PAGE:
OKLAHOMA CHEROKEE VETERANS VISIT D.C.

SEPTEMBER 19, 2018 — WASHINGTON, D.C.

 

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The Oklahoman, NewsOK, KGOU NPR, KWTV News 9, KOTV News on 6, Vance Airscoop, The Norman Transcript, The Shawnee News-Star, McAlester News-Capital, The Shawnee News-Star, The Express-Star

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Placing a hand against the smooth, black granite for balance, 92-year-old John Cockrum stood on his toes and reached with his folded umbrella to point at a name high on the wall of the Vietnam Veterans Memorial.

“Well I just remember him when he was 17 years old and a student at Sapulpa High School,” Cockrum said.

The name belonged to a boy who attended the high school when Cockrum, a veteran of the Second World War, was its principal.

“A lot of our kids went into the service during the Vietnam mess, and I had seven of them that didn’t come back,” Cockrum said. “Well, they did come back. But they came back in those long, black boxes.”

 World War II Navy veteran John Cockrum sits on a tour bus at Arlington National Cemetery. “I graduated from high school on a Tuesday night, and on Friday, I was on my way to the Navy in San Diego,” Cockrum said. “I felt like I had to do my part.”

World War II Navy veteran John Cockrum sits on a tour bus at Arlington National Cemetery. “I graduated from high school on a Tuesday night, and on Friday, I was on my way to the Navy in San Diego,” Cockrum said. “I felt like I had to do my part.”

Cockrum and eight fellow Cherokee veterans from Oklahoma headed home on Wednesday after a three-day visit to Washington DC. Each year, Cherokee Nation sends veterans to the nation’s capital on the Cherokee Warrior Flight so they can see the memorials constructed in their honor. Members of this year’s group served in World War II, the Korean War and the Vietnam War.

During this week’s trip, the veterans toured the White House and the Capitol Building, visited the war memorials on the National Mall and presented a wreath at the Tomb of the Unknown Soldier.

 Members of Cherokee leadership pose for a photo with Korean War veteran Jimmie Routh in front of their wreath at the Tomb of the Unknown Soldier.

Members of Cherokee leadership pose for a photo with Korean War veteran Jimmie Routh in front of their wreath at the Tomb of the Unknown Soldier.

 A pair of veterans are pushed in wheelchairs past the Reflecting Pool at the Lincoln Memorial.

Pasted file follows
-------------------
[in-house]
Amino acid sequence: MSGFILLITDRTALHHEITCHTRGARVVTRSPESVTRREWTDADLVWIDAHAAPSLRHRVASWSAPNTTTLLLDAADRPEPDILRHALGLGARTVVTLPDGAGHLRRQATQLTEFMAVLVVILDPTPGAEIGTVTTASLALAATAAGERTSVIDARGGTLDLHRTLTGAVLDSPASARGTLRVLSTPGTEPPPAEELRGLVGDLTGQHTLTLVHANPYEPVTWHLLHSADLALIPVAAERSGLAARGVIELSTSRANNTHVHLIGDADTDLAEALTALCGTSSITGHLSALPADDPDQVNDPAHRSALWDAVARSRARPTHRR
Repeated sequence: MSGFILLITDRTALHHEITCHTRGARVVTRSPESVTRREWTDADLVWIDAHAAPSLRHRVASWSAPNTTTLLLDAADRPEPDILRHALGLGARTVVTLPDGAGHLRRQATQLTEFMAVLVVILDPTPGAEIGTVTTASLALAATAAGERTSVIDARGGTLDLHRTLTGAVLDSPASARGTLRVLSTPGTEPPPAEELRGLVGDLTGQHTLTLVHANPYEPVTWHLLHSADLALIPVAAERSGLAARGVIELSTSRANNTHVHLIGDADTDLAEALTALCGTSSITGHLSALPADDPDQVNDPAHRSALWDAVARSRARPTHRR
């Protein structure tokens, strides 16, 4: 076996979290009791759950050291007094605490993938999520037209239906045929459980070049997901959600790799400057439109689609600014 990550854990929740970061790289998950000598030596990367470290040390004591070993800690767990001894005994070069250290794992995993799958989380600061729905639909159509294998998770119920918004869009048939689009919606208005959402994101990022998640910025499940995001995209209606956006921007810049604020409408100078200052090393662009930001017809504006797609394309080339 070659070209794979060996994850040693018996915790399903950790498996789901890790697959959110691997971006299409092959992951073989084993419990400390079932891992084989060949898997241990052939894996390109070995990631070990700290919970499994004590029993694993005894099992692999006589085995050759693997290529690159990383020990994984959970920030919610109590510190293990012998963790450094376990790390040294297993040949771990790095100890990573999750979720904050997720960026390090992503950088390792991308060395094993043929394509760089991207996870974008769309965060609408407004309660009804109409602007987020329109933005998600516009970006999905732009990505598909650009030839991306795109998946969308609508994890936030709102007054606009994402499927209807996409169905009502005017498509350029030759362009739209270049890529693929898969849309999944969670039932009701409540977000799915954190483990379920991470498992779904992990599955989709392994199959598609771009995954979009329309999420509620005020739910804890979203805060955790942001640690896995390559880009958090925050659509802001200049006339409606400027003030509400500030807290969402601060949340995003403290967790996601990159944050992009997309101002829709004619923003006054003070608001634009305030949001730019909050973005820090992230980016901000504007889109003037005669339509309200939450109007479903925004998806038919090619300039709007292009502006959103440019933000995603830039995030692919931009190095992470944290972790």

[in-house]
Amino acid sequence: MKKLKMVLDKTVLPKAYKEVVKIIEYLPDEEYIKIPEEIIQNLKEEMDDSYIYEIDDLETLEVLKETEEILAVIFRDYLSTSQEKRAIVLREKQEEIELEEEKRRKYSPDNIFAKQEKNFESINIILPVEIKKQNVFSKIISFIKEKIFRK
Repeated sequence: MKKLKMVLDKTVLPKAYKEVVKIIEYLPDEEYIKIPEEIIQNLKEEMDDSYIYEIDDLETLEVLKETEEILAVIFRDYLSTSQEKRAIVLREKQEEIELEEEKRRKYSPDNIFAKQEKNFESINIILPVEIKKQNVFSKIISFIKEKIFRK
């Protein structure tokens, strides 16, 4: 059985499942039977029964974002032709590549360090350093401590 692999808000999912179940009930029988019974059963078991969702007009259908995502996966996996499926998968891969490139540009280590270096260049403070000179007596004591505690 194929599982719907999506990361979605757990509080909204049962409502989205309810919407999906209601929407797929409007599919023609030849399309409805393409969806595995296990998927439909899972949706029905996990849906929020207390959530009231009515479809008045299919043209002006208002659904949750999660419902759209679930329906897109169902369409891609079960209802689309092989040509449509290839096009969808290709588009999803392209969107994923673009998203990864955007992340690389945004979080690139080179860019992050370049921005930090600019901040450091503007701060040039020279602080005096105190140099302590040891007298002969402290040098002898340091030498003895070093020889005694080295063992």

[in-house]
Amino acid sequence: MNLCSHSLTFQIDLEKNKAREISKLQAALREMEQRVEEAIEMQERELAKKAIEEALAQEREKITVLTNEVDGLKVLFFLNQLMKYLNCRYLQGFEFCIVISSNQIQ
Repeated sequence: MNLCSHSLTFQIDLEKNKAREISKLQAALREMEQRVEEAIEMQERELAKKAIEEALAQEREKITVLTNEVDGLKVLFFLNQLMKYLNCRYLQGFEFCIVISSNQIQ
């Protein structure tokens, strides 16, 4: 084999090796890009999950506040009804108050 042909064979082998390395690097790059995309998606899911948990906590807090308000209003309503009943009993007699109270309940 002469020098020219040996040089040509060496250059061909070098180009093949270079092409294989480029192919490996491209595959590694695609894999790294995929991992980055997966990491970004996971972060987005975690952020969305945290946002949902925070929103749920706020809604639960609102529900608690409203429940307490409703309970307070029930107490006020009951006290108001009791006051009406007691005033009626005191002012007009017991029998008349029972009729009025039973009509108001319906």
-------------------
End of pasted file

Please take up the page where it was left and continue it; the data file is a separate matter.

A pair of veterans are pushed in wheelchairs past the Reflecting Pool at the Lincoln Memorial.

For many of the former servicemen, like Hose Wallis, 85, of Claremore, the trip was a chance to visit Washington for the first time.

“For a country boy like me to get to do something like this…you can’t explain what it’s like,” Wallis said.

Howard Holloway, 87, of Claremore, said the Warrior Flight program means a lot to veterans like himself.

“When I came back from Korea, we didn’t have any honor, any memorials, anything,” Holloway said. “In fact, they asked us, if we had our civilian uniforms, to wear them home, because the soldiers were not very well-respected or received when I came home. I couldn’t understand it, because I’d been over there willing to give up my life for something that I thought was important.”

At the Korean War Veterans Memorial, the veterans, who donned matching red “Cherokee Warrior” baseball caps, were stopped by tourists asking for photos with them.

“It’s been an overflowing of respect and honor since I’ve been here,” Holloway said.

 The group of veterans on the 2018 Warrior Flight stop to take a group photo in front of The Three Servicemen statue at the Vietnam Veterans Memorial.

The group of veterans on the 2018 Warrior Flight stop to take a group photo in front of The Three Servicemen statue at the Vietnam Veterans Memorial.

S. Joe Crittenden, Deputy Principal Chief of the Cherokee Nation, said they created the Warrior Flight program in 2013, modelling it after the Honor Flight program, to recognize the many Native people that serve the country in the armed forces.

“We’re honored to do this, and we’re blessed that we can bring some up here and show them that we appreciate them so much,” Crittenden said.

“The healing process that all veterans have to go through, it starts maybe as soon as they get their DD 214, but some of them heal for years,” he said referring to the discharge papers veterans receive when they have completed their service.

 Vietnam War Air Force veteran Russell Feeling stands outside John F. Kennedy's burial site at Arlington National Cemetery.

Vietnam War Air Force veteran Russell Feeling stands outside John F. Kennedy's burial site at Arlington National Cemetery.

 The veterans of the 2018 Cherokee Warrior Flight ride a tour bus at Arlington National Cemetery.

The veterans of the 2018 Cherokee Warrior Flight ride a tour bus at Arlington National Cemetery.